Jersey Joe Walcott was the heavyweight boxing champion in 1951/52. It was before my time, and I don’t know much about him. I think I saw a little about him in some old boxing documentary, or documentaries.

Jersey Born and Bred (for a little while)

However, I was born in Jersey in 1965, and left a year or two later. So when I joked about having a ‘boxing nickname’, long after I wanted to be a boxer or had much interest in it, I thought of ‘Jersey Boy’ Latham.

That’s an example of how a little bit of my lifetime knowledge becomes a big thing in my writing. My greenYgrey writing is full of such people and places. Hopefully I helped publicise some of the good ones, as well as putting some places on the map.

greenYgreyologists analysing my writing would probably think that Jersey Joe Walcott was a big favourite of mine, but in reality he’s just a name I remembered, with relevance to my life; I couldn’t remember any of his history until looking it up just now.

I also joked using a renowned idiom: you can take the boy out of Jersey, but you can’t take the Jersey out of the boy!

Disclaimer: If those who heard my above creations are reading, you were the just the audience, and I was the creator. I might not have thought them up if I hadn’t been talking to you, but that doesn’t give you a share of their copyright! As I don’t ask for a share of anything you gained during our time together!!

Sunny Jersey for my Return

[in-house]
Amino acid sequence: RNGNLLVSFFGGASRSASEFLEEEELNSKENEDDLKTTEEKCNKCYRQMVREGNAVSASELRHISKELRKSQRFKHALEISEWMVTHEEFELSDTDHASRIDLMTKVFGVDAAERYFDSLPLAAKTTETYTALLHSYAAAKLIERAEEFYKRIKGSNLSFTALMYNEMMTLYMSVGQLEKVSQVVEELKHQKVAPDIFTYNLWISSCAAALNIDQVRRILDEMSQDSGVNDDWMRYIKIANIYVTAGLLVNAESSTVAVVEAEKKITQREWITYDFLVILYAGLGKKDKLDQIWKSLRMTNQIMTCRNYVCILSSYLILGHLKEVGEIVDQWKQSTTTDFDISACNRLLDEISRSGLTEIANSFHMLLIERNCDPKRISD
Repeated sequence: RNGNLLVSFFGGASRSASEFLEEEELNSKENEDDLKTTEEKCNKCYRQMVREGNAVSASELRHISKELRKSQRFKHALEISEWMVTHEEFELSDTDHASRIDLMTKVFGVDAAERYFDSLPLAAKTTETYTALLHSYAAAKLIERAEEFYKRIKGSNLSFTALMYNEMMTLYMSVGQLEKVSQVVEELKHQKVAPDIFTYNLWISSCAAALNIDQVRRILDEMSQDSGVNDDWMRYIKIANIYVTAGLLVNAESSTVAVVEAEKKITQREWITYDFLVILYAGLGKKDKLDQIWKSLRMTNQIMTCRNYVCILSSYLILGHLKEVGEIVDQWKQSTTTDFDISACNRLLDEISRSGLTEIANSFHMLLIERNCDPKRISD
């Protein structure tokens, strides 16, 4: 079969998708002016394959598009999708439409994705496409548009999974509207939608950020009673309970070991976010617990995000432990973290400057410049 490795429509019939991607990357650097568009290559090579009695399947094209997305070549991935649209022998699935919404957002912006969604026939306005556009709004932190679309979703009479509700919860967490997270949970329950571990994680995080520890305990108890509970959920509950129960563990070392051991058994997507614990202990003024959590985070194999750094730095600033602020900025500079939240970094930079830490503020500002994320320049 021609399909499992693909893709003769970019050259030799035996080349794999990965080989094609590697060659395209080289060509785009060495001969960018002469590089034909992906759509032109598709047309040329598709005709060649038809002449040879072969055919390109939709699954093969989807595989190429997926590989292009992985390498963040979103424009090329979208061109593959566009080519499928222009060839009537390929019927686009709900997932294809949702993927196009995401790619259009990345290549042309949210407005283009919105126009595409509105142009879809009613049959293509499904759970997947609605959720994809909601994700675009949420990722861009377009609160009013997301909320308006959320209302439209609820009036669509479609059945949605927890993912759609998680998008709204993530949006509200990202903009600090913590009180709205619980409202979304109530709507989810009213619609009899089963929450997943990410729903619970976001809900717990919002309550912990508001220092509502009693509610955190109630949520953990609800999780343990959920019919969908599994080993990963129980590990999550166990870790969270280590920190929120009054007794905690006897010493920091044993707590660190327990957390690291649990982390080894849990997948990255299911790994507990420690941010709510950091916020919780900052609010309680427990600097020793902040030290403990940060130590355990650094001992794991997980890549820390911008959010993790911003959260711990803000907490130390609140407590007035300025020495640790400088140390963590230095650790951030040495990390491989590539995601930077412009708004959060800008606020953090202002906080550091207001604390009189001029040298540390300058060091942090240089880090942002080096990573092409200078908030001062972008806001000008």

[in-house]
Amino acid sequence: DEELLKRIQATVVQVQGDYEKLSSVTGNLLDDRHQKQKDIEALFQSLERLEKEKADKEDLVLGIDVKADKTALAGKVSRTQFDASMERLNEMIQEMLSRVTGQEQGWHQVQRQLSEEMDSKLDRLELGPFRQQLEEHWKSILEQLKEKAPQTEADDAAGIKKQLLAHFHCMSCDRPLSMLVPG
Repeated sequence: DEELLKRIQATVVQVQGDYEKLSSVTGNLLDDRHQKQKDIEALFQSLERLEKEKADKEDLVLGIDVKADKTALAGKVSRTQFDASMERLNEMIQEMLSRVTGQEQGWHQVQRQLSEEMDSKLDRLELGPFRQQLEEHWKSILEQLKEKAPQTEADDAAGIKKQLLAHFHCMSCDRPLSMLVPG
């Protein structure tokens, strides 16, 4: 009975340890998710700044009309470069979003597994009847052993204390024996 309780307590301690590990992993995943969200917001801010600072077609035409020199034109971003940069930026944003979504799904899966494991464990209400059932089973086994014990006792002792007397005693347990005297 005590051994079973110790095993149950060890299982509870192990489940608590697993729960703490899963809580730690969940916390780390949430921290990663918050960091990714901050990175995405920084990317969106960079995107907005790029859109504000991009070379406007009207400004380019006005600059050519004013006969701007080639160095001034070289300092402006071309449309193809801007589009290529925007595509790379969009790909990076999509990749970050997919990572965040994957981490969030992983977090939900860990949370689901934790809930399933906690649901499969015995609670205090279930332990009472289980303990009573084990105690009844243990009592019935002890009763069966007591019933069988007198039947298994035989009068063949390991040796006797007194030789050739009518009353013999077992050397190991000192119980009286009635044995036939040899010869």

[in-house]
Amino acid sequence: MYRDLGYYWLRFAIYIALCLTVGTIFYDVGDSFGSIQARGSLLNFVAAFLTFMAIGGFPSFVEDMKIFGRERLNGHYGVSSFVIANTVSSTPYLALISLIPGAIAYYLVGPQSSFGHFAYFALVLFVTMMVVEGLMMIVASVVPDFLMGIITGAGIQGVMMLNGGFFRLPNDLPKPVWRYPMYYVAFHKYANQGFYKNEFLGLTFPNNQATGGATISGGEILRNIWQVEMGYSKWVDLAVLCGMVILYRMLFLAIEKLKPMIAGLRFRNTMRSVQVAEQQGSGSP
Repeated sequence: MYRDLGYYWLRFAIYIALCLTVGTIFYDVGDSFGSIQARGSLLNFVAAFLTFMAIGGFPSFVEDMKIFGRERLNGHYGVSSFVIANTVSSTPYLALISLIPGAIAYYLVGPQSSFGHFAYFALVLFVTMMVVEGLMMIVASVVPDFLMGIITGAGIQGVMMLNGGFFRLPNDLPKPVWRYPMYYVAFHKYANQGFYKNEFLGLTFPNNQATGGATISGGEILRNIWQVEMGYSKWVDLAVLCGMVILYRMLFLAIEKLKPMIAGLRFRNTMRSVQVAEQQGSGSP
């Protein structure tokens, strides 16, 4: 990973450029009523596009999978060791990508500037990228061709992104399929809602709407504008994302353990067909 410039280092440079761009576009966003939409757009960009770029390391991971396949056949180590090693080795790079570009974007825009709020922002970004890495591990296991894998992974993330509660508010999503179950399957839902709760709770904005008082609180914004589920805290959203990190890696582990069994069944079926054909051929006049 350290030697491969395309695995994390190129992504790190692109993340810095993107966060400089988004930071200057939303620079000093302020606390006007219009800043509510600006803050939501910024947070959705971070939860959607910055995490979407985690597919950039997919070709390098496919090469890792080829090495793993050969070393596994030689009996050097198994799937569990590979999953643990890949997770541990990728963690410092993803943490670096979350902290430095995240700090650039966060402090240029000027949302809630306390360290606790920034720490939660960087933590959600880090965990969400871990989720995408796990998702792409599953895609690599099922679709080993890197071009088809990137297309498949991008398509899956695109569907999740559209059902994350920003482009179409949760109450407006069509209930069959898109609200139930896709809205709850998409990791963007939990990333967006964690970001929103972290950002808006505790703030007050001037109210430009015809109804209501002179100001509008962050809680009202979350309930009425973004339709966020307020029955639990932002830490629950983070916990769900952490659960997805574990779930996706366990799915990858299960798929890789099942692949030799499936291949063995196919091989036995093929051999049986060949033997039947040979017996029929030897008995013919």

Another boxing name that sounded relevant was Charles L. ‘Sonny’ Liston, but that’s because I like the weather sunny, rather than liking being a son; not that I’d rather be a daughter!

I’ve thought I might have developed my love of sunshine and beaches in my first year or two on Jersey. I don’t know if I did, if it was nature or nurture, but I do know that after a wet day before, and overcast voyage, the clouds cleared a couple of hours before arriving on Jersey, and so the island looked lovely as I returned after 50 years; and especially the south approaching my birthplace of Saint Helier.

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Unfortunately, the clear sky didn’t last, and my return voyage was cancelled due to wet weather! Apparently a common occurrence with the fast ferry service.

However, I still enjoyed my last day in my birthplace, thanks to golden reflections of the sun that welcomed me ‘home’.